SHAW: Right now we're still in the middle of it. I mean, it's moving through our area right now. We have -- we're under a tornado watch -- warning right now in Wilson and we are trying to determine what is going on. But we are experiencing a lot of lightning and thunder here. The thunder has been like canon shots. We've had hail about the size of marbles falling this afternoon. And it's going to be -- we have a tremendous wind here as well.

TAPPER: All right. Matt Shaw, thank you so much. Stay safe.

Our meteorologist Chad Myers is standing by in the eastern Mississippi. Let's get back out to him.

Chad, are conditions picking up near you?

CHAD MYERS, AMS METEOROLOGIST: We're starting to see some bigger storms to our southwest that we will wait on. We'll wait them to come to us -- for them to come up the line. We do have a picture, though, up here. This is a pretty impressive storm, kind of heading toward armory, not rotating, not tornadic, but you could see some hail. And maybe that will be a bigger deal today. Hail and wind damage than tornado damage.

This doesn't seem to be an F-5 day. It's still going to happen. Don't get me wrong. There are still going to be very large tornadoes today and there's a moderate risk that that could happen. But today seems to be that in-between kind of day, where yesterday we used a lot of energy. We had major tornadoes on the ground at the same time. Six to 10 tornadoes on the ground all the way from southern Alabama, almost all the way to Tennessee.

And today is a middle kind of off the road day. So F-2s, F-3s certainly possible. We'll continue to watch that. Doesn't really take a big F-1 if it's on our house to make a big difference. You need to still pay attention today to the weather that we have outside.

You can see kind of a low-hanging clouds here that up -- as it moves on up -- we call it scud as it rises toward the cloud. That is -- it looks and can deceive you, wow, is that something falling out of the cloud? No, actually that's the scud, that's the clouds going up into the clouds and being sucked up because there's such a big updraft with all these storms, so going up now.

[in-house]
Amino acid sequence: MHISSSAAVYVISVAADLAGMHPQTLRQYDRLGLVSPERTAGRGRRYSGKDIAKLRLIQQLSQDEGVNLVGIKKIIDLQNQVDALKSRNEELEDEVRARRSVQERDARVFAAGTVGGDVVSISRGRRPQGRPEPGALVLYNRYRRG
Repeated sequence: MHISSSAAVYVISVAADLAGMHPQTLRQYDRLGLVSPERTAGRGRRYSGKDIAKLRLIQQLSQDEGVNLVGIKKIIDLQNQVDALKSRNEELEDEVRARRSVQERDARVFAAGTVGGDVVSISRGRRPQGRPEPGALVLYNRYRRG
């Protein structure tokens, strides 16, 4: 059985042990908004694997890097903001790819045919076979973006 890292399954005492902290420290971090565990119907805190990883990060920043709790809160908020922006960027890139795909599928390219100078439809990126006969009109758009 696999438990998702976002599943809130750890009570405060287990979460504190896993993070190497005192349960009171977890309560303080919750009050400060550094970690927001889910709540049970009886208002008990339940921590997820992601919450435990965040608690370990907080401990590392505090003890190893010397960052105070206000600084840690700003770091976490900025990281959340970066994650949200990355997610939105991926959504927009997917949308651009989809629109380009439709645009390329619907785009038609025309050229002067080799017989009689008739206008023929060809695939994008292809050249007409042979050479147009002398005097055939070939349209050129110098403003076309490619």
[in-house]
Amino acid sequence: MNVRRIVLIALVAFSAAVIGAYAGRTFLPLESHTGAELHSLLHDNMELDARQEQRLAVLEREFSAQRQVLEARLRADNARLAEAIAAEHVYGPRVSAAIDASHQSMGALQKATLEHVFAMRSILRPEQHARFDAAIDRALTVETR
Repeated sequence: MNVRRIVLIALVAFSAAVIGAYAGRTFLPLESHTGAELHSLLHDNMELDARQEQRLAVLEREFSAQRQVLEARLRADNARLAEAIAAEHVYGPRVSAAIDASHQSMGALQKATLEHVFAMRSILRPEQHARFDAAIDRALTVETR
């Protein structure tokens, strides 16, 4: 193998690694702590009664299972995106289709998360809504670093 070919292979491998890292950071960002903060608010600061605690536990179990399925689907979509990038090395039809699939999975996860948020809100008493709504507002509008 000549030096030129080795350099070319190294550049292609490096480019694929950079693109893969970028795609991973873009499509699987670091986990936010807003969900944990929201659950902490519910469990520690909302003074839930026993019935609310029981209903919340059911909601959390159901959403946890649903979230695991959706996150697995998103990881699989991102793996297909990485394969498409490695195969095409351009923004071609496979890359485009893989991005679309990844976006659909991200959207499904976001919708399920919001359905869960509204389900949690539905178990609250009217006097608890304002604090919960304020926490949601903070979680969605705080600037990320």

And when they go up and they begin to spin in a couple of hours here in Mississippi and Alabama, maybe even one hour, that's when we'll have the chance, the threat for tornadoes.

TAPPER: That's a scary looking image, Chad. Something wicked this way come. You were seeing people on the road when we talked to you at the top of the hour. Are you still seeing a lot of traffic out there?

MYERS: Yes, people know now they want to get home. It's time to get home. It's time to get the kids, it's time to get all the family in one place. And we know that because once you get the watches, the warnings going, it's time to gather the troops and say, OK, ASAP in school is over. You're coming home with me and everybody stays safe. So, yes, I think people are kind of -- are doing the hunting and gathering now, and gathering the kids, gathering the family to ride this one out because they know it's going to be another rough night here.

TAPPER: Chad Myers in Aberdeen, Mississippi, thank you, stay safe, and to all those in the area, get off the road. Get to shelter.

Coming up we'll bring you more on the tenuous situation in the vast regions across the American south being affected by this tornado warning.